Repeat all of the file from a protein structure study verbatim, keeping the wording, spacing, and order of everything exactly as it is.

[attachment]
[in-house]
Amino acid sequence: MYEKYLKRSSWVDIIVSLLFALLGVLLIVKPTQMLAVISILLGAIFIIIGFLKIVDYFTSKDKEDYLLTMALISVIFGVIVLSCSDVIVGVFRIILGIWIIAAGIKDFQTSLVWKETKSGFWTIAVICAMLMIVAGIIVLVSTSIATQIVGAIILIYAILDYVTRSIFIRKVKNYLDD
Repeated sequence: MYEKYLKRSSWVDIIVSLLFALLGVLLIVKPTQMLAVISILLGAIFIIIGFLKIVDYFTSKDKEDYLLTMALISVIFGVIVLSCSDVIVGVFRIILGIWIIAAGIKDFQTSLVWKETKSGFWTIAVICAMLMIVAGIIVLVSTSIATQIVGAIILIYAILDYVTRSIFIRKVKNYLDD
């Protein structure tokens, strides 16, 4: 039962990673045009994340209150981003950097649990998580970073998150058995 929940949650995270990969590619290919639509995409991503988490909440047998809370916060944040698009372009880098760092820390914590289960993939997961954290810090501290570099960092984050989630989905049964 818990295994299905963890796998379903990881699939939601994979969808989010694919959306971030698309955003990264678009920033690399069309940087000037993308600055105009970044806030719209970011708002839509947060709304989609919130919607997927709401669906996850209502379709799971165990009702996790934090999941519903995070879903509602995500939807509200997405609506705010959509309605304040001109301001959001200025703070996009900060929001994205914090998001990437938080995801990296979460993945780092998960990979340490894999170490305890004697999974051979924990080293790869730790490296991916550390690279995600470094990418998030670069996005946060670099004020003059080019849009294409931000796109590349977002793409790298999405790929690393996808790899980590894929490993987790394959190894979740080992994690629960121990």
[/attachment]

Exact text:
[in-house]
Amino acid sequence: MYEKYLKRSSWVDIIVSLLFALLGVLLIVKPTQMLAVISILLGAIFIIIGFLKIVDYFTSKDKEDYLLTMALISVIFGVIVLSCSDVIVGVFRIILGIWIIAAGIKDFQTSLVWKETKSGFWTIAVICAMLMIVAGIIVLVSTSIATQIVGAIILIYAILDYVTRSIFIRKVKNYLDD
Repeated sequence: MYEKYLKRSSWVDIIVSLLFALLGVLLIVKPTQMLAVISILLGAIFIIIGFLKIVDYFTSKDKEDYLLTMALISVIFGVIVLSCSDVIVGVFRIILGIWIIAAGIKDFQTSLVWKETKSGFWTIAVICAMLMIVAGIIVLVSTSIATQIVGAIILIYAILDYVTRSIFIRKVKNYLDD
């Protein structure tokens, strides 16, 4: 039962990673045009994340209150981003950097649990998580970073998150058995 929940949650995270990969590619290919639509995409991503988490909440047998809370916060944040698009372009880098760092820390914590289960993939997961954290810090501290570099960092984050989630989905049964 818990295994299905963890796998379903990881699939939601994979969808989010694919959306971030698309955003990264678009920033690399069309940087000037993308600055105009970044806030719209970011708002839509947060709304989609919130919607997927709401669906996850209502379709799971165990009702996790934090999941519903995070879903509602995500939807509200997405609506705010959509309605304040001109301001959001200025703070996009900060929001994205914090998001990437938080995801990296979460993945780092998960990979340490894999170490305890004697999974051979924990080293790869730790490296991916550390690279995600470094990418998030670069996005946060670099004020003059080019849009294409931000796109590349977002793409790298999405790929690393996808790899980590894929490993987790394959190894979740080992994690629960121990």